Porto Alegre is the first and only “big city” we visited in Rio Grande do Sul. Between the Germans up north and the border with Uruguay in the south, it was the perfect place to stop. We were also lucky enough for a family friend to put us up for a few nights!
After several weeks in small towns, up in the hills with trees on all sides, there was a bit of a shock landing in the centre of the chaotic traffic that Porto Alegre is known for. It’s the state capital, home to 1.4 million people, and has a reputation for being a bit dodgy at night time. Which you could say about any big city in Brazil, actually. Staying in those little country towns can be a lot easier, truth be told.
Our first confusion was over the mundane matter of “how to pay for a parking space”. Incredibly, the parking inspectors haven’t been around for the past 6 months, and most of the meters were out of action. We eventually got some change and paid for a few hours, to at least give the impression we were doing the right thing. Getting change was another struggle, we’ll leave that to the reader’s imagination.
We were received by Helena, a friend of Marina’s aunt, and her son Vincent. A luxury location on a glitzy street in the Moinhos de Vento (Windmills) neighbourhood. It’s an upmarket, trendy area of town. Lucky us! Even better, we shared the apartment with their pets, a labrador and a friendly cat.
Downtown Porto Alegre is centred around the municipal market, cathedral, and nearby parks. Of which we unfortunately took very few photos. But trust us, they’re lovely. The market is jam-packed with regional foods, tobacco ropes, and Gaúcho accessories for all your Gaúcho needs. Want to drink some maté? Saddle your horse? Buy a knife? A poncho? It’s all there.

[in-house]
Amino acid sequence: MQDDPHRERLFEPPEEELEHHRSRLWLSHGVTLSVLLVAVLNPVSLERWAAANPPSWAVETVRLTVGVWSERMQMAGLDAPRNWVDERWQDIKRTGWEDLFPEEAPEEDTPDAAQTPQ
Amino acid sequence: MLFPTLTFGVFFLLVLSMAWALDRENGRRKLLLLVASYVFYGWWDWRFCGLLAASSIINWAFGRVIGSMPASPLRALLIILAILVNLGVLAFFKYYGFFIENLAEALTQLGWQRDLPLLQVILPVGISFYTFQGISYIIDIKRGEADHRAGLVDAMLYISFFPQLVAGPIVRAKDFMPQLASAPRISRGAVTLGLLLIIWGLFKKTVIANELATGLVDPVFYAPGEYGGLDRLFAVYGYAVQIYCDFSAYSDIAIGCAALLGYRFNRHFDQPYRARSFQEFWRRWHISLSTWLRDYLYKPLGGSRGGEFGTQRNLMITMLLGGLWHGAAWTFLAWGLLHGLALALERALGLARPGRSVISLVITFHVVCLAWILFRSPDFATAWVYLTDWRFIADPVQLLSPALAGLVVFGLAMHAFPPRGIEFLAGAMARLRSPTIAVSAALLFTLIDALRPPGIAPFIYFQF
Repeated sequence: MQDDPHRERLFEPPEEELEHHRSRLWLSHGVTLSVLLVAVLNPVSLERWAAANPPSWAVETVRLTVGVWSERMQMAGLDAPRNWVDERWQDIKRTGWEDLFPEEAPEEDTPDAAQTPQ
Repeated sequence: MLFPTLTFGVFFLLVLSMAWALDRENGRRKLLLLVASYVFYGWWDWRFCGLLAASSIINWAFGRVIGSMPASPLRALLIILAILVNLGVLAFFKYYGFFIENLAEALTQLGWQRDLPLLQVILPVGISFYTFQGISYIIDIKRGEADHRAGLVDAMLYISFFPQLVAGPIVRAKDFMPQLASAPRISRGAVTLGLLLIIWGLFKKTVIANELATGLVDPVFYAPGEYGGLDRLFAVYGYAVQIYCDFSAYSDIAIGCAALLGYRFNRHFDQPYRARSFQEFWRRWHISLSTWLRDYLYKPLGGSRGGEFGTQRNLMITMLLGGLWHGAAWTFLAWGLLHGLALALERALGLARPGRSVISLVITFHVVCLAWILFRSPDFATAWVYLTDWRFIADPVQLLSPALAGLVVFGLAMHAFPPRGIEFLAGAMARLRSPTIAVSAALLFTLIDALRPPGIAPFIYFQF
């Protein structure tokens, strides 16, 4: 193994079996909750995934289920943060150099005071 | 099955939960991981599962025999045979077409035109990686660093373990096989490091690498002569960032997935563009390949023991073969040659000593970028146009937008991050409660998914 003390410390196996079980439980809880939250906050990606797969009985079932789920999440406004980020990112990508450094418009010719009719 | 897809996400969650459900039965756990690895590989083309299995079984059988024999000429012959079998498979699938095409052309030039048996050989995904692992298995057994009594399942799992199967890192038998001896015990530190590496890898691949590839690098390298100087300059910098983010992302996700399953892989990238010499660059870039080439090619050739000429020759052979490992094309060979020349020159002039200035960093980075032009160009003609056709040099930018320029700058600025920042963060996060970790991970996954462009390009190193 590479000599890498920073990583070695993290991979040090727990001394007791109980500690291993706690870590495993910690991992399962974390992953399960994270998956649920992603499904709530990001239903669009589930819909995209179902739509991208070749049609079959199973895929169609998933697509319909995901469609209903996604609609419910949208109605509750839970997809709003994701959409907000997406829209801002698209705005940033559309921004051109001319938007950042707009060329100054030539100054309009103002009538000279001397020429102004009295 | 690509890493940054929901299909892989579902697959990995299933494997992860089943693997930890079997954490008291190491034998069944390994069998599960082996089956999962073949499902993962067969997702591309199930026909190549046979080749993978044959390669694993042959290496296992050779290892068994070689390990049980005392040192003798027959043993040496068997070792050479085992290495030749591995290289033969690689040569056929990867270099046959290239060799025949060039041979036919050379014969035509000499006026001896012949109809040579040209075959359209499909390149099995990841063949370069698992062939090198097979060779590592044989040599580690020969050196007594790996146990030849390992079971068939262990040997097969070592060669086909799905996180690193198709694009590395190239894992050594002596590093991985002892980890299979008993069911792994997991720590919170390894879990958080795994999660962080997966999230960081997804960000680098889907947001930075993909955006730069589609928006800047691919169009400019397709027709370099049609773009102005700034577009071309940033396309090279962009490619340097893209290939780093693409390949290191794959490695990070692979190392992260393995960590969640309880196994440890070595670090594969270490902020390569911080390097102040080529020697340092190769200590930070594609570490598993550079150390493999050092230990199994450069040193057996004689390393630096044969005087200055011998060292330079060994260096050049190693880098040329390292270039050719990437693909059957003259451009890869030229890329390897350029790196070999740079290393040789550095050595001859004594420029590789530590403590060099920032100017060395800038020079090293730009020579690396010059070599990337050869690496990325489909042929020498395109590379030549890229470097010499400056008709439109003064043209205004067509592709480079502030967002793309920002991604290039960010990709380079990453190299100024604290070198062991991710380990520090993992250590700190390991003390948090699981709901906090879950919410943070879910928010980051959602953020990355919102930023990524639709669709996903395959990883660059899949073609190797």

We did take a little time to enjoy the sunset in Parque Farroupilha, named for the Riograndense rebels who once fought the Brazilian empire in a doomed war of independence. The adventuring Italian general Garibaldi found himself involved in that fight too.
Later, we had the “honour” of witnessing the Olympic Torch relay as it passed through the city on its way back to Rio for the Olympics. An inspiring sight, wrapped in Coca-Cola logos. Fortunately the small crowd we found were more interested in protesting the acting President, crying “Fora Temer” at every opportunity.
A short stop, after just two nights we had to head on, as the time was ticking down on my tourist visa. Or so we thought!
Next stop? The longest beach in the world.
- On-street parking: Free if you’re willing to take the risk that you may get towed away!
- Food at the municipal market: R$ 15,10 / €4 for two pies and coffees
- Drinks in Moinhos de Vento’s fancy hipster bars: R$ 7,50 / €2 for an exotic, imported longneck called “Heineken“
- Accommodation: Free with Helena, a friend of Marina’s family